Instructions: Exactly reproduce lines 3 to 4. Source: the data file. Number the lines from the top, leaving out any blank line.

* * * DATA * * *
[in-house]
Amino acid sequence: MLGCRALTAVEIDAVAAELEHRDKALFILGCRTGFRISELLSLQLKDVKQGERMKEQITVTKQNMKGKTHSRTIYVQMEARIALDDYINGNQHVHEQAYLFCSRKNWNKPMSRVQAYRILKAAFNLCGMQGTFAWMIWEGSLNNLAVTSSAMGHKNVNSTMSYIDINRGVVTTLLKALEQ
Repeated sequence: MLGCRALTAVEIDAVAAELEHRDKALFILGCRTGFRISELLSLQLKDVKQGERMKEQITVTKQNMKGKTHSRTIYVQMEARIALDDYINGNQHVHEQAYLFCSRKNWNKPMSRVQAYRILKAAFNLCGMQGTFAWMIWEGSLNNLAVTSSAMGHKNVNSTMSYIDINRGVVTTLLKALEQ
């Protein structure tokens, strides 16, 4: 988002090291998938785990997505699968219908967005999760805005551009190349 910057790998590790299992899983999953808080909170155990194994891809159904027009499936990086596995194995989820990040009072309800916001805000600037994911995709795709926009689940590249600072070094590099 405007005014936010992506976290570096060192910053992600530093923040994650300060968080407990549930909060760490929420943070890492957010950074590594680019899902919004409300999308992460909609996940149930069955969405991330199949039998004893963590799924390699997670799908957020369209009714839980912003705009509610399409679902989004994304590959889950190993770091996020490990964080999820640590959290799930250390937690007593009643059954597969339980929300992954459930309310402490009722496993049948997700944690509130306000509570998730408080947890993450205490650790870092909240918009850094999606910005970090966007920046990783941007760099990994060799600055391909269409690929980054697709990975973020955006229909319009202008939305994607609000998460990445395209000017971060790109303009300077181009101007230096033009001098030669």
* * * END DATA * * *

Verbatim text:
Repeated sequence: MLGCRALTAVEIDAVAAELEHRDKALFILGCRTGFRISELLSLQLKDVKQGERMKEQITVTKQNMKGKTHSRTIYVQMEARIALDDYINGNQHVHEQAYLFCSRKNWNKPMSRVQAYRILKAAFNLCGMQGTFAWMIWEGSLNNLAVTSSAMGHKNVNSTMSYIDINRGVVTTLLKALEQ
């Protein structure tokens, strides 16, 4: 988002090291998938785990997505699968219908967005999760805005551009190349 910057790998590790299992899983999953808080909170155990194994891809159904027009499936990086596995194995989820990040009072309800916001805000600037994911995709795709926009689940590249600072070094590099 405007005014936010992506976290570096060192910053992600530093923040994650300060968080407990549930909060760490929420943070890492957010950074590594680019899902919004409300999308992460909609996940149930069955969405991330199949039998004893963590799924390699997670799908957020369209009714839980912003705009509610399409679902989004994304590959889950190993770091996020490990964080999820640590959290799930250390937690007593009643059954597969339980929300992954459930309310402490009722496993049948997700944690509130306000509570998730408080947890993450205490650790870092909240918009850094999606910005970090966007920046990783941007760099990994060799600055391909269409690929980054697709990975973020955006229909319009202008939305994607609000998460990445395209000017971060790109303009300077181009101007230096033009001098030669």